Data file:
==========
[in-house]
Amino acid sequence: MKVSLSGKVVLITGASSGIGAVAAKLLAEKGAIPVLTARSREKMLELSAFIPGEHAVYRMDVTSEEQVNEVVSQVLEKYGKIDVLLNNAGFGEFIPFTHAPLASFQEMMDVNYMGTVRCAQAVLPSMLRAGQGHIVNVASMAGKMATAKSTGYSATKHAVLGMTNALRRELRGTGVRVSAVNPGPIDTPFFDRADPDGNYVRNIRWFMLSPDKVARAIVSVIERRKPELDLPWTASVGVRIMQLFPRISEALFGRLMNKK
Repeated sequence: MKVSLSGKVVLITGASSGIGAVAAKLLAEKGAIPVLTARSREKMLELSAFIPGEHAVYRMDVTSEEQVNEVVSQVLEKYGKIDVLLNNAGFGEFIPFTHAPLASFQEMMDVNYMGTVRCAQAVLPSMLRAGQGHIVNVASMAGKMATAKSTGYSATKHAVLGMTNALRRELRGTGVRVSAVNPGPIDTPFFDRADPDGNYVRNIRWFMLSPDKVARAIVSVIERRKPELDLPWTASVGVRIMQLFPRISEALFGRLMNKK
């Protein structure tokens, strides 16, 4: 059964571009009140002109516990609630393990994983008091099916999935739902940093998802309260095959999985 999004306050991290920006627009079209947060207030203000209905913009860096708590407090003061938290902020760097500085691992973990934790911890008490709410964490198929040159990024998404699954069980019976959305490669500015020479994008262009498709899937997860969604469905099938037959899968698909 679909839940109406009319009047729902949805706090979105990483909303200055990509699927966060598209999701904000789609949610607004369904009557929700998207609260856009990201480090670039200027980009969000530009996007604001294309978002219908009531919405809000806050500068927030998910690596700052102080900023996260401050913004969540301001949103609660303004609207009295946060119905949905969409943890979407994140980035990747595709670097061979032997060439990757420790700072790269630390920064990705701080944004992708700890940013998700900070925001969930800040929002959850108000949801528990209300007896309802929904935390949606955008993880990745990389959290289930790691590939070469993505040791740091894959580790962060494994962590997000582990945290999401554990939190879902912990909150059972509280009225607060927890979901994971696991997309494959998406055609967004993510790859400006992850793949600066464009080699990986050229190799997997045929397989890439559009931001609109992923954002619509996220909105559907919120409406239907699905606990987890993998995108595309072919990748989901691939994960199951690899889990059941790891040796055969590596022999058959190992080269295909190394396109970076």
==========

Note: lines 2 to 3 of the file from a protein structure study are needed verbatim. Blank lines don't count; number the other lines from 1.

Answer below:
Amino acid sequence: MKVSLSGKVVLITGASSGIGAVAAKLLAEKGAIPVLTARSREKMLELSAFIPGEHAVYRMDVTSEEQVNEVVSQVLEKYGKIDVLLNNAGFGEFIPFTHAPLASFQEMMDVNYMGTVRCAQAVLPSMLRAGQGHIVNVASMAGKMATAKSTGYSATKHAVLGMTNALRRELRGTGVRVSAVNPGPIDTPFFDRADPDGNYVRNIRWFMLSPDKVARAIVSVIERRKPELDLPWTASVGVRIMQLFPRISEALFGRLMNKK
Repeated sequence: MKVSLSGKVVLITGASSGIGAVAAKLLAEKGAIPVLTARSREKMLELSAFIPGEHAVYRMDVTSEEQVNEVVSQVLEKYGKIDVLLNNAGFGEFIPFTHAPLASFQEMMDVNYMGTVRCAQAVLPSMLRAGQGHIVNVASMAGKMATAKSTGYSATKHAVLGMTNALRRELRGTGVRVSAVNPGPIDTPFFDRADPDGNYVRNIRWFMLSPDKVARAIVSVIERRKPELDLPWTASVGVRIMQLFPRISEALFGRLMNKK